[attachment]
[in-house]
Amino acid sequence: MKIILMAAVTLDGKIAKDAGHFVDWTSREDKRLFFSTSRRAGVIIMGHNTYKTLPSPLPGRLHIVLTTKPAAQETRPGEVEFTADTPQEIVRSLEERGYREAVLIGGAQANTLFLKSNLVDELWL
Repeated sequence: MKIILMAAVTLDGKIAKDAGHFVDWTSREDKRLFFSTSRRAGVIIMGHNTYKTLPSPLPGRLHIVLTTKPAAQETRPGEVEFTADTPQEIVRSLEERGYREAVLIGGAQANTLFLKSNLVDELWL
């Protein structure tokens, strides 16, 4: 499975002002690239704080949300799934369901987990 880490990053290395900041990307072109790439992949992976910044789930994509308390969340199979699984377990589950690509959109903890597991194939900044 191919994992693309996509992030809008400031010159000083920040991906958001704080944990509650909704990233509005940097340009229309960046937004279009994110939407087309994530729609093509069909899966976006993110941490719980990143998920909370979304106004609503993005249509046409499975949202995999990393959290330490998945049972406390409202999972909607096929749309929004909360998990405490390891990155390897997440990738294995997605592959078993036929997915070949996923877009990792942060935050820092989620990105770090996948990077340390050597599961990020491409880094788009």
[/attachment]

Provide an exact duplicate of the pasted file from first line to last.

[in-house]
Amino acid sequence: MKIILMAAVTLDGKIAKDAGHFVDWTSREDKRLFFSTSRRAGVIIMGHNTYKTLPSPLPGRLHIVLTTKPAAQETRPGEVEFTADTPQEIVRSLEERGYREAVLIGGAQANTLFLKSNLVDELWL
Repeated sequence: MKIILMAAVTLDGKIAKDAGHFVDWTSREDKRLFFSTSRRAGVIIMGHNTYKTLPSPLPGRLHIVLTTKPAAQETRPGEVEFTADTPQEIVRSLEERGYREAVLIGGAQANTLFLKSNLVDELWL
């Protein structure tokens, strides 16, 4: 499975002002690239704080949300799934369901987990 880490990053290395900041990307072109790439992949992976910044789930994509308390969340199979699984377990589950690509959109903890597991194939900044 191919994992693309996509992030809008400031010159000083920040991906958001704080944990509650909704990233509005940097340009229309960046937004279009994110939407087309994530729609093509069909899966976006993110941490719980990143998920909370979304106004609503993005249509046409499975949202995999990393959290330490998945049972406390409202999972909607096929749309929004909360998990405490390891990155390897997440990738294995997605592959078993036929997915070949996923877009990792942060935050820092989620990105770090996948990077340390050597599961990020491409880094788009």